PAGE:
Sometimes the Devil proposes to us great desires, so that we shall not put our hand to what we have to do, and serve our Lord in possible things, but stay content with having desired impossible ones. Granting that you can help much by prayer, don't try to benefit all the world, but those who are in your company, and so the work will be better for you are much bounden to them.... In short, what I would conclude with is that we must not build towers without foundations; the Lord does not look so much to the grandeur of our works as to the love with which they are done; and if we do all we can, His Majesty will see to it that we are able to do more and more every day, if we do not then grow weary, and during the little that this life lasts—and perhaps it will be shorter than each one thinks—we offer to Christ, inwardly and outwardly, what sacrifice we can, for His Majesty will join it with the one He made to the Father for us on the Cross, that it may have the value which our will would have merited, even though our works may be small.
Although, as I told you, I felt reluctant to begin this work, yet now it is finished I am very glad to have written it, and I think my trouble is well spent, though I confess it has cost me but little.
Considering your strict enclosure, the little recreation you have, my sisters, and how many conveniences are wanting in some of your convents, I think it may console you to enjoy yourselves in this Interior Castle, where you can enter, and walk about at will, at any hour you please, without asking leave of your superiors.
It is true you cannot enter all the mansions by your own power, however great it may appear to you, unless the Lord of the Castle Himself admits you. Therefore I advise you to use no violence if you meet with any obstacle, for that would displease Him so much' that He would never give you admission to them. He dearly loves humility: if you think yourselves unworthy to enter the third mansion, He will grant you all the sooner the favor of entering the fifth. Then if you serve Him well there, and often repair to it, He will draw you into the mansion where He dwells Himself, where you need never depart, unless called away by the Prioress, whose commands the sovereign Master wishes you to obey as if they were His own. If, by her orders, you are often absent from His presence chamber, whenever you return He will hold the door open for you. When once you have learned how to enjoy this Castle, you will always find rest, however painful your trials may be, in the hope of returning to your Lord, which no one can prevent.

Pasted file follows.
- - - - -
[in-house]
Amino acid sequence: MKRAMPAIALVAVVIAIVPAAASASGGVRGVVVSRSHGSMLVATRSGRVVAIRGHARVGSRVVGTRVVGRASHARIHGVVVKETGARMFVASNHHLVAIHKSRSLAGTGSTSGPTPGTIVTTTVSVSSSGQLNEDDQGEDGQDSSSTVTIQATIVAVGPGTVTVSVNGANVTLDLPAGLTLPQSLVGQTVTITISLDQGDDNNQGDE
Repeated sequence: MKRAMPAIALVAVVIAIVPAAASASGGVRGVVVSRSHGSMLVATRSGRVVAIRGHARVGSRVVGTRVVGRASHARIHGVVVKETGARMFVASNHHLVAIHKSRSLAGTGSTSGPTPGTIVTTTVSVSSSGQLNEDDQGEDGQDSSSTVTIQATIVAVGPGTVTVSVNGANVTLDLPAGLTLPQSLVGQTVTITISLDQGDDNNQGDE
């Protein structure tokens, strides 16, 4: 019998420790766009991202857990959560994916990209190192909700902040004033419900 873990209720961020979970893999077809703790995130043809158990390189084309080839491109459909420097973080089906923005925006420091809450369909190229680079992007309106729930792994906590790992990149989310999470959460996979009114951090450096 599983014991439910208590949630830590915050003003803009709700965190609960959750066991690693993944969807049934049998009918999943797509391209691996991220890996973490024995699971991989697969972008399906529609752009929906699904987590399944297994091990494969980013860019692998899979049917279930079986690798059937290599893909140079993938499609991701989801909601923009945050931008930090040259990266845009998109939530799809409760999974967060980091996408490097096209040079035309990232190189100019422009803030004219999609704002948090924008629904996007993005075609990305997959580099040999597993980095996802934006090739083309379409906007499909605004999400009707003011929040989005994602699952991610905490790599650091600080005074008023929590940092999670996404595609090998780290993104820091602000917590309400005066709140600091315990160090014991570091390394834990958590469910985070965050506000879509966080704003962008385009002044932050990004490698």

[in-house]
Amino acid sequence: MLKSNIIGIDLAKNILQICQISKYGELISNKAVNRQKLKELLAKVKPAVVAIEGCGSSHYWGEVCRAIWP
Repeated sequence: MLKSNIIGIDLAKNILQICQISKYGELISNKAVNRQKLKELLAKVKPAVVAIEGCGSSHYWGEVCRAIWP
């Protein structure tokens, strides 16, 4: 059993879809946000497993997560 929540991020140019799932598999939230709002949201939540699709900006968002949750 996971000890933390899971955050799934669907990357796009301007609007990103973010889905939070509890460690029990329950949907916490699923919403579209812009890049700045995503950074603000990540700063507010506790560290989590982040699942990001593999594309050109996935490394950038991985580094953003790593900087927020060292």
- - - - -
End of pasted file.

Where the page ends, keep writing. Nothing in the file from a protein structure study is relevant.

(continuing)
Although I have only mentioned seven mansions, yet each one contains many more rooms, above, below, and around it, with fair gardens, fountains, and labyrinths, besides other things so delightful that you will wish to consume yourself in praising the great God for them, Who has created the soul in His own image and likeness. If you find anything in the plan of this treatise which helps you to know Him better, be certain that it is sent by His Majesty to encourage you, and whatever you find amiss in it is my own.
In return for my strong desire to aid you in serving Him, my God and my Lord, I implore you, whenever you read this, to praise His Majesty fervently in my name, and to beg Him to prosper His Church, to give light to the Lutherans, to pardon my sins, and to free me from purgatory, where perhaps I shall be, by the mercy of God, when you see this book, provided it is given to you after having been examined by the theologians. If these writings contain any error, it is through my ignorance; I submit in all things to the teachings of the Holy Catholic Roman Church, of which I am now a member, as I protest and promise both to live and die. May our Lord God be forever praised and blessed. Amen. Amen.
The writing of this was finished in the convent of Saint Joseph of Avila, in the year 1577, on the vigil of Saint Andrew, to the glory of God, Who liveth and reigneth for ever and ever. Amen
(<Interior Castle and Mansions>. London, 1912.)
1 For extracts from St. Jerome's letters, see above, p. 93.
2 The Carmelites were an order of mendicant friars claiming descent from hermits who lived on Mt. Carmel in Palestine in the sixth century. The order was founded in 1156, when a monastery was built on the mountain; the nuns of the order, which at this time were established in the Netherlands and Spain, were divided into three observances.
3 This event is commemorated by the Carmelites on August 27.
4 The Spanish Inquisition had been set up a century before by Ferdinand and Isabella. It was less severe in Teresa's day than it had been earlier.
5 The Illuminati was a heretical secret society that denied dependence on the Church and claimed that salvation came through the enlightenment of each individual by his own vision of God.